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Shirley Jackson: A Rather Haunted Life Hardcover – September 27, 2016
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“With this welcome new biography Franklin makes a thoughtful and persuasive case for Jackson as a serious and accomplished literary artist. . . . [Franklin] sees Jackson not as an oddball, one-off writer of horror tales and ghost stories but as someone belonging to the great tradition of Hawthorne, Poe and James, writers preoccupied, as she was, with inner evil in the human soul.”
- Charles McGrath, New York Times Book Review
“Ruth Franklin’s sympathetic and masterful biography both uncovers Jackson’s secret and haunting life and repositions her as a major artist whose fiction so uncannily channeled women’s nightmares and contradictions that it is ‘nothing less than the secret history of American women of her era.’”
- Elaine Showalter, Washington Post
“Franklin is a conscientious, lucid biographer, and her book is never less than engaging.”
- Blake Bailey, Wall Street Journal
“Franklin's research is wide and deep, drawing on Jackson's published and unpublished writings including correspondence and diaries, as well as interviews….Franklin has shown the interplay between the life, the work, and the times with real skill and insight, making this fine book a real contribution not only to biography, but to mid-20th-century women's history.”
- Katherine A. Powers, Chicago Tribune
“Masterful…Taut, insightful, and thrilling, in ways that haunt, not quite as ghost story, but as a tale of a woman who strains against the binds of marriage, of domesticity, and suffers for it in a way that is of her time as a 1950s homemaker, and in a way that speaks to what it means to be a writer, an artist, and a woman even now.”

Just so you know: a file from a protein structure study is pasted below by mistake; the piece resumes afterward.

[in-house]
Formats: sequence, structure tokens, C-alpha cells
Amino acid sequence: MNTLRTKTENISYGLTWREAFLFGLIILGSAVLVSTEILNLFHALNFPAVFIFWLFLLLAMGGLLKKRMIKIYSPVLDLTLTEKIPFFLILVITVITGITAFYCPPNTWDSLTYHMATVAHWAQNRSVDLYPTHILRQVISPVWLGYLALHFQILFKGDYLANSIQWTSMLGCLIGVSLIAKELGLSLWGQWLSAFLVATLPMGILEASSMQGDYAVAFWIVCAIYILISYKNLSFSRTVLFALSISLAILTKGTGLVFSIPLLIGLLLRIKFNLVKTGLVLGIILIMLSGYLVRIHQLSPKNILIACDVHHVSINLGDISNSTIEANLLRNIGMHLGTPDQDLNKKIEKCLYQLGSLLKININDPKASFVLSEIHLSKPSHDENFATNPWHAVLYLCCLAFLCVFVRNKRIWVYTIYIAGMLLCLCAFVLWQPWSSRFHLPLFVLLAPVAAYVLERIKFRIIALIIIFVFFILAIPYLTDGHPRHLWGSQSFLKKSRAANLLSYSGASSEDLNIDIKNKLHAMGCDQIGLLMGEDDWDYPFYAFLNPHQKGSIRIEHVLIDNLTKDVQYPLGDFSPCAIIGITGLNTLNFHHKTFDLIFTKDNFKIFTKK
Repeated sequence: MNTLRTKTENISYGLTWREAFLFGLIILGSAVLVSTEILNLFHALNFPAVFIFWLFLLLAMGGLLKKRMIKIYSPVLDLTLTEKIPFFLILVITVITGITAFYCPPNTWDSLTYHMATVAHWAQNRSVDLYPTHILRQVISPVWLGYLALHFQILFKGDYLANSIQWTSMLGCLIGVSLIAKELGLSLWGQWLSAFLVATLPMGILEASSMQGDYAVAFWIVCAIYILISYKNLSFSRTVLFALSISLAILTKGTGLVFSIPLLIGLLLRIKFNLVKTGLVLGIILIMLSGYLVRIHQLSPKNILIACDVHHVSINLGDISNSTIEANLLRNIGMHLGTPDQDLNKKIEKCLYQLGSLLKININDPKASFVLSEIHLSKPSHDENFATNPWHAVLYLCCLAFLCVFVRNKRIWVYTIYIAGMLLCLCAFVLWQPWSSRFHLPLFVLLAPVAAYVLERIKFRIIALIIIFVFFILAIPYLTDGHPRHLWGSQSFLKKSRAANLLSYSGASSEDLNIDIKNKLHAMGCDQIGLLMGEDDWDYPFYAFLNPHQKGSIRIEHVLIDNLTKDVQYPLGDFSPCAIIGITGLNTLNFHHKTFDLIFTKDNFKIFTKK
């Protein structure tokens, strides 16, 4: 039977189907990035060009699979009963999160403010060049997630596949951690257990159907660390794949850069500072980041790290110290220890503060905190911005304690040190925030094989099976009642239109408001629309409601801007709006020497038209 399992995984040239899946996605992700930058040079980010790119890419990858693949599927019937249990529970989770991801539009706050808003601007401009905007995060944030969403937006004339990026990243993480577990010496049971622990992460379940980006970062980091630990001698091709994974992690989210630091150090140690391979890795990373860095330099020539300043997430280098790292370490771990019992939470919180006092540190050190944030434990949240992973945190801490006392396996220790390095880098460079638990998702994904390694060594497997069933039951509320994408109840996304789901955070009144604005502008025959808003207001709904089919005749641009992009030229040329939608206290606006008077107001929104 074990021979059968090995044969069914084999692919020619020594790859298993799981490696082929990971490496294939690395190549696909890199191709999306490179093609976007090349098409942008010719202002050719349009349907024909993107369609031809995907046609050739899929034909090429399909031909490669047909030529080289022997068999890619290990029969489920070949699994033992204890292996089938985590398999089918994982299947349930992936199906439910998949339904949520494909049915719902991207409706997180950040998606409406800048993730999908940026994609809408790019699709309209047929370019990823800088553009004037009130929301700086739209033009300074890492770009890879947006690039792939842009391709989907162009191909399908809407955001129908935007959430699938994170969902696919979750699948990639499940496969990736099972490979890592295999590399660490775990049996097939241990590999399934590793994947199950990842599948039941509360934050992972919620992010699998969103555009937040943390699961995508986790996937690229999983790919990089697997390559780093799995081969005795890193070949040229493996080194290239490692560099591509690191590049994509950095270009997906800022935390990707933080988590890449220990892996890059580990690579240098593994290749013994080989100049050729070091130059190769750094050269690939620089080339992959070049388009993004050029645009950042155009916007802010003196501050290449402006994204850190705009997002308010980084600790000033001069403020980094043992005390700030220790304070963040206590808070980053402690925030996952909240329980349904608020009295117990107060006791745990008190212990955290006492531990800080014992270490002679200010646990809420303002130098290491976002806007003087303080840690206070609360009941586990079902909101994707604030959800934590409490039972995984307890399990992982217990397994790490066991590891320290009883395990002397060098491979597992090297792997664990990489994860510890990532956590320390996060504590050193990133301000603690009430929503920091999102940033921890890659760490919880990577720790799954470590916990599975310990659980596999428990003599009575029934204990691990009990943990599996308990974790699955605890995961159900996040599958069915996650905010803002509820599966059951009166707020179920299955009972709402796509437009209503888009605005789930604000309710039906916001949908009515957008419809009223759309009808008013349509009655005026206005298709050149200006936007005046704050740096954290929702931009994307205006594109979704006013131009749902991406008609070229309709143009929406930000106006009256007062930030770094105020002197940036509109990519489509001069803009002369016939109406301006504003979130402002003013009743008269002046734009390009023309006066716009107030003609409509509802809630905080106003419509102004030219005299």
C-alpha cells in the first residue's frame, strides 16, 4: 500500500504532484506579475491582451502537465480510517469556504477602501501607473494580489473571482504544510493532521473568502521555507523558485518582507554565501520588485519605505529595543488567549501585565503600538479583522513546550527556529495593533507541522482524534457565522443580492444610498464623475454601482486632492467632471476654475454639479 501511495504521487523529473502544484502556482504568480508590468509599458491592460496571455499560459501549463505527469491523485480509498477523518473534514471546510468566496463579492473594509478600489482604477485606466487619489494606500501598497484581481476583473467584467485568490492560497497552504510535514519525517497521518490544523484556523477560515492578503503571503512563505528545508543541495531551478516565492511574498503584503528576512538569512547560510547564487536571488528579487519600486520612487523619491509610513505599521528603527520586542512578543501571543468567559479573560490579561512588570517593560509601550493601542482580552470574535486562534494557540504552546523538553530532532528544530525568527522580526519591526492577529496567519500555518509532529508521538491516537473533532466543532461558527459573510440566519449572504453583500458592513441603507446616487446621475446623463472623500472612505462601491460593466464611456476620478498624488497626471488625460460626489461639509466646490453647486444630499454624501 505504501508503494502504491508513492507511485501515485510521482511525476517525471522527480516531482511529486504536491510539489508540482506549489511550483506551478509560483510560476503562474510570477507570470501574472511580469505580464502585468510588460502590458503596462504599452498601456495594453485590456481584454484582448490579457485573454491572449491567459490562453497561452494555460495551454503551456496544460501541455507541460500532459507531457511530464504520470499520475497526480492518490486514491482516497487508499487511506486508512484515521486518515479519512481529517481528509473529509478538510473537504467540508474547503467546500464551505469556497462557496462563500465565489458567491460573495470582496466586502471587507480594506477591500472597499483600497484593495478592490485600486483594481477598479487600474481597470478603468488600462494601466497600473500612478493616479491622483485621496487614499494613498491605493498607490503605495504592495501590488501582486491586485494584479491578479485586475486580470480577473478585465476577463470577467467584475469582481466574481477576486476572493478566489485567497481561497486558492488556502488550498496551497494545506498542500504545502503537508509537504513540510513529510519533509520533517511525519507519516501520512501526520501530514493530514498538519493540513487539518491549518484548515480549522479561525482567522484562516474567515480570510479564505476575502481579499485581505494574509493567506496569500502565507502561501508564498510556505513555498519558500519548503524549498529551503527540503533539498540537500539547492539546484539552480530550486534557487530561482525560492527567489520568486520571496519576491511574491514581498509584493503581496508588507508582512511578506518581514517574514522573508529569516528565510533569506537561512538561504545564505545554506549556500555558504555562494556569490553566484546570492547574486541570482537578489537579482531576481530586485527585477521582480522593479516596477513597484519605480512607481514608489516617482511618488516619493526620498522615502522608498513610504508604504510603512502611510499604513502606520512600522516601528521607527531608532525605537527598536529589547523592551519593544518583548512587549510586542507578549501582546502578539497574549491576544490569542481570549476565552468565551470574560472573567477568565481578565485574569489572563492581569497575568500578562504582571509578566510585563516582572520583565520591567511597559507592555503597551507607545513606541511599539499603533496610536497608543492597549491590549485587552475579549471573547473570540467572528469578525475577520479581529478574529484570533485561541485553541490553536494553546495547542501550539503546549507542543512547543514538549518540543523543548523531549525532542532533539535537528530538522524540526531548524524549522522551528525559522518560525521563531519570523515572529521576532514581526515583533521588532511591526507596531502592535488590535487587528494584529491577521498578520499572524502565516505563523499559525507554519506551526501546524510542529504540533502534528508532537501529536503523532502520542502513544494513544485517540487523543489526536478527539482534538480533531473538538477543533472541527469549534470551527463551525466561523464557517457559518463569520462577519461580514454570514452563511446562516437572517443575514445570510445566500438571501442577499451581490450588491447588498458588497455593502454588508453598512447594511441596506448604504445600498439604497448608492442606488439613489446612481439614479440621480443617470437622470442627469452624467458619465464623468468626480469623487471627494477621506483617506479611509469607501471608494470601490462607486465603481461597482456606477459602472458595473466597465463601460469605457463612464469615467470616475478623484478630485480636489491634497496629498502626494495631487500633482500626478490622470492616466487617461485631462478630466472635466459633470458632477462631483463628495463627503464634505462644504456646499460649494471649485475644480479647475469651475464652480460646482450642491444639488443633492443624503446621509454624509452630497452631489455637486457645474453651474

- Nina MacLaughlin, Boston Globe
“A Shirley Jackson biography seems especially timely today, even though Jackson, as with many of her stories, remains somewhat mythically timeless….Franklin’s is both broader in scope and more measured in its analysis….[A] masterful account.”
- Jane Hu, New Republic
“Comprehensive…Jackson’s lifelong interest in rituals, witchcraft, charms and hexes were, Franklin convincingly maintains, metaphors for exploring power and disempowerment…Franklin situates Jackson’s conflicted relationship with coercive postwar US domesticity within the context that would give rise in 1963 to Betty Friedan’s attack on ‘the feminine mystique’…[A] sympathetic and fair-minded biography.”
- Sarah Churchwell, The Guardian
“[Shirley Jackson] strongly affirms the American author’s powerful collection of stories, novels and memoirs. . . . Magisterial and compulsively readable.”
- Lauren LeBlanc, Minneapolis Star Tribune